Solving the bonus questions
I’m fed up with the argument about bonuses and cannot believe it still rumbles on after a year of debate and G20 meetings. With Barclays announcing record profits last week, and therefore increased bonuses, the media latched onto this angle more than the fact that Barclays, UBS, Goldman Sachs and others demonstrates reviving markets and a recovered financial sector.
Sure, bonuses are irritating … but only because we don’t get them, the guys who do are as reliable as stockpickers as monkeys, and no-one knows how to break out of this cycle of paying millions for a job that is demanding, but no more so than many.
So here’s my suggestion as to how it could be resolved.
First, set a regulatory limit on the bonus pool and the size of an individual's bonus payment.
For exmple, limit the bonus pool allocation to no more than 33% of the bank’s full year profit after tax across all bank subsidiaries, as shareholders and capital reserves must have an equal recognition. This means that profit should be apportioned equally – one third – to each constituency.
Then limit individual bonus payments to a cap of 0.1% of full year profits after tax.
For example, Barclays net profit was £9.39 billion in 2009, up from £4.38 billion a year earlier.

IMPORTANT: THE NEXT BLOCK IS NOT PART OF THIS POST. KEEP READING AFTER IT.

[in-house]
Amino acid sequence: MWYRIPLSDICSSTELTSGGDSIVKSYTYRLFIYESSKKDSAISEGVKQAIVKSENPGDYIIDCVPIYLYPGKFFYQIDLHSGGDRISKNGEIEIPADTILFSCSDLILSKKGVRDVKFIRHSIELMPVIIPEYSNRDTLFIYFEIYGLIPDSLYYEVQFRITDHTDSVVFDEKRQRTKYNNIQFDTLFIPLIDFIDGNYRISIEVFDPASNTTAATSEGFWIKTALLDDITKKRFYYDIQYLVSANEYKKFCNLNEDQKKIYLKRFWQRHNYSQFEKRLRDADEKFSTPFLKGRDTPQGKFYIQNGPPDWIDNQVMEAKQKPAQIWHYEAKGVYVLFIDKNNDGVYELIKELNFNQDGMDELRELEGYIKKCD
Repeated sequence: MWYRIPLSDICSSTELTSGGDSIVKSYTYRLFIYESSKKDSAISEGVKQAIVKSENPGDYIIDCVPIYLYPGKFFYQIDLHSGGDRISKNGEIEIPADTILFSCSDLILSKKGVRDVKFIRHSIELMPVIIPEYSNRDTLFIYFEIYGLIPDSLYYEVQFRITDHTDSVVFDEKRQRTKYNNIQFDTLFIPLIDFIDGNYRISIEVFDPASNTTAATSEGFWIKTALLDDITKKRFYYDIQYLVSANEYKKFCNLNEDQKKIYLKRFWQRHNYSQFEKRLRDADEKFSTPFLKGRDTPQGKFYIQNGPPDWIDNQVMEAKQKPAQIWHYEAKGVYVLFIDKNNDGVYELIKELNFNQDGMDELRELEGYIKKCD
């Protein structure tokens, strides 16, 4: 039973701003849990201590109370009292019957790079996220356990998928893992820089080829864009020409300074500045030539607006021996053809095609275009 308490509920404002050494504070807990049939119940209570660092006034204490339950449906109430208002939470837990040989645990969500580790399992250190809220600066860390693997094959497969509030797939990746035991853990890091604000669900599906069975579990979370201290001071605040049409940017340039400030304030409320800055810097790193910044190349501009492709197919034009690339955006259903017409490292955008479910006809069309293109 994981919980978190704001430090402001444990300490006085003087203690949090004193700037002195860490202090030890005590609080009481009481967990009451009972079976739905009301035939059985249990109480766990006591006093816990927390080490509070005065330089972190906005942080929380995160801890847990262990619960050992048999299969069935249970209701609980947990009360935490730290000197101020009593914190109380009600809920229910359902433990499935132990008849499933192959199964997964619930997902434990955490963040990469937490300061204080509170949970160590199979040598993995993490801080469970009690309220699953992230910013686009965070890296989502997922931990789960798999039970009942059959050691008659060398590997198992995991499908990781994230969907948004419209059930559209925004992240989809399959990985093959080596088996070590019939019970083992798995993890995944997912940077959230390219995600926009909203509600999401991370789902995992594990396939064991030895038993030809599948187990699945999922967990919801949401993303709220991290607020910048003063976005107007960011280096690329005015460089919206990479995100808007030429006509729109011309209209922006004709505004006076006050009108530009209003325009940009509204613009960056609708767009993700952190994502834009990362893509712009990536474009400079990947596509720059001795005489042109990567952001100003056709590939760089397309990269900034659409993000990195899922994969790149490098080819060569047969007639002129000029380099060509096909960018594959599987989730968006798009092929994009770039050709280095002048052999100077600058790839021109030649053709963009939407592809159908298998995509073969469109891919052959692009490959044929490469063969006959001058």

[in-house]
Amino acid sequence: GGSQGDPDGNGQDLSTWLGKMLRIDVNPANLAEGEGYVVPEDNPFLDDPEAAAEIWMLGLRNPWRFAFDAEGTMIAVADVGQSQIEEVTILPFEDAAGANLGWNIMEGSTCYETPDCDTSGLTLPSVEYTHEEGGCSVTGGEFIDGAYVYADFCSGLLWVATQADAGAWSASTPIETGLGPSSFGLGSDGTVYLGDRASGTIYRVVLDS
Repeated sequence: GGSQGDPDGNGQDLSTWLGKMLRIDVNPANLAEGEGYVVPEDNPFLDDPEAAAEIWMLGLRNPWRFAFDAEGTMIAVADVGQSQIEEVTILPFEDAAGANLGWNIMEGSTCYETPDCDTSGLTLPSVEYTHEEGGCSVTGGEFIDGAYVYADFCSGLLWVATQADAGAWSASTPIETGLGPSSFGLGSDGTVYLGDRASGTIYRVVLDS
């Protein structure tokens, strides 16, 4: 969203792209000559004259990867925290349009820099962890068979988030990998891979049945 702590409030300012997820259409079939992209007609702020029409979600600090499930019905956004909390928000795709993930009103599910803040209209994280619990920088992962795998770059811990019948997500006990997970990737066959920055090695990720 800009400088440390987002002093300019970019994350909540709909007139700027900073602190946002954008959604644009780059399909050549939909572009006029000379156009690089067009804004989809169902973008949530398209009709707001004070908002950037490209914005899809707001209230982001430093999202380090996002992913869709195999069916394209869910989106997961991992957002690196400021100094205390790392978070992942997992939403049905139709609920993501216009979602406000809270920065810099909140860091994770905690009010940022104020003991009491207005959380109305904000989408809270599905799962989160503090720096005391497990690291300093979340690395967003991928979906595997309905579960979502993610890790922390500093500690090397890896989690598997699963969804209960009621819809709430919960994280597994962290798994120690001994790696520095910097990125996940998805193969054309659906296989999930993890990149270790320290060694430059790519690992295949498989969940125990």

£9.39 billion profits would create a maximum bonus to any one trader of £9.39 million. That may seem a lot, but it’s been a good year and is far less than some of the current payouts. Equally, if you take Barclays profits from the year before, it would have been £4.38 million. A mere pittance compared to today’s bonus culture but, if you have a level playing field, far better than today’s excesses. And this is looking at a decent bank result.
Meanwhile, take a bank like Royal Bank of Scotland (RBS).
The rules above would be extremely punitive for them. It doesn’t necessarily outlaw any bonuses within RBS, but it does challenge the bank as to how to create a bonus pool when there is no profit.
But look at the wording. It says the bonus pool ‘cannot exceed’ a third of group profits, not that it must be a third. Therefore, for RBS, they can allocate bonuses. In fact, they have to in order to retain talent and remain competitive.
Nevertheless, you would want to ensure that a loss-making bank allocated bonuses that were in the best interests of the bank. As a result, the stipulation should be that the bonus plan and allocations for all banks are approved by an independent panel comprising a cross-section of the shareholders of the bank. Approval of the plan must be agreed by a majority – greater than sixty-six percent – of the panel, and the panel must comprise a minimum of ten investors including at least three retail investors.
The selection and choice of panel members must be approved by the home regulator and, whatever the panel size, a minimum of one third must be retail shareholders rather than institutional.
This should ensure a bonus pool and payout that seems agreeable to all shareholders, and therefore should also keep the regulator and media quiet.